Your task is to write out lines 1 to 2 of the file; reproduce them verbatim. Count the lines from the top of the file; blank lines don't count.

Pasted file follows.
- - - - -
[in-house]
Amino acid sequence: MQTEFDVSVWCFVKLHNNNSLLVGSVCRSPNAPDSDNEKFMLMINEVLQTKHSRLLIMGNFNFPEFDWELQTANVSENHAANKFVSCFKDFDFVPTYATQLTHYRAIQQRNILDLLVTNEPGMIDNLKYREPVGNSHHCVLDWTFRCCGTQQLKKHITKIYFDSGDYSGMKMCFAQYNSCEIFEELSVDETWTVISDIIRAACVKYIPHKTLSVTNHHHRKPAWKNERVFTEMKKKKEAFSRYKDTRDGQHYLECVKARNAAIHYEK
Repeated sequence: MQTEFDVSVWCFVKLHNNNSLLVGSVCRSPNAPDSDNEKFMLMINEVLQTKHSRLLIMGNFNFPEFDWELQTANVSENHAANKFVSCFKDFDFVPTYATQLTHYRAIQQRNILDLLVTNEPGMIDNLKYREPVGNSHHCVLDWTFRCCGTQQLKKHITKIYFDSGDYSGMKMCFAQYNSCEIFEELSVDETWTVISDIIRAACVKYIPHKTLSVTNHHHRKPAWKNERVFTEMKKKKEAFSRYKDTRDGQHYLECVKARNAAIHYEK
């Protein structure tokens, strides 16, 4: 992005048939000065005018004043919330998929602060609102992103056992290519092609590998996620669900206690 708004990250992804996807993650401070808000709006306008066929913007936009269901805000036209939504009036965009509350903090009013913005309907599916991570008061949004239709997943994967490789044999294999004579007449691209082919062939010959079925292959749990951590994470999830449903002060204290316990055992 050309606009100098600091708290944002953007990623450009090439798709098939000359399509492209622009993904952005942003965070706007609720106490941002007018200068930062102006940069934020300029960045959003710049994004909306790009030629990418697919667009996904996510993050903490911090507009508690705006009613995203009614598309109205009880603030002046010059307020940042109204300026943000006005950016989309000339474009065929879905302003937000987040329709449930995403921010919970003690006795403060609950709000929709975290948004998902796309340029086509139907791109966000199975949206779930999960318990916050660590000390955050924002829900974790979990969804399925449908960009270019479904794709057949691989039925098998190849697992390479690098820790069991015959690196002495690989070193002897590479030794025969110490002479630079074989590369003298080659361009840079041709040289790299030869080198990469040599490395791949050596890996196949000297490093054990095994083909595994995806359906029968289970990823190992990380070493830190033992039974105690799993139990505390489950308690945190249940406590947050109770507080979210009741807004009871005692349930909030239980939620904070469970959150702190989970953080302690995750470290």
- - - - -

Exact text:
[in-house]
Amino acid sequence: MQTEFDVSVWCFVKLHNNNSLLVGSVCRSPNAPDSDNEKFMLMINEVLQTKHSRLLIMGNFNFPEFDWELQTANVSENHAANKFVSCFKDFDFVPTYATQLTHYRAIQQRNILDLLVTNEPGMIDNLKYREPVGNSHHCVLDWTFRCCGTQQLKKHITKIYFDSGDYSGMKMCFAQYNSCEIFEELSVDETWTVISDIIRAACVKYIPHKTLSVTNHHHRKPAWKNERVFTEMKKKKEAFSRYKDTRDGQHYLECVKARNAAIHYEK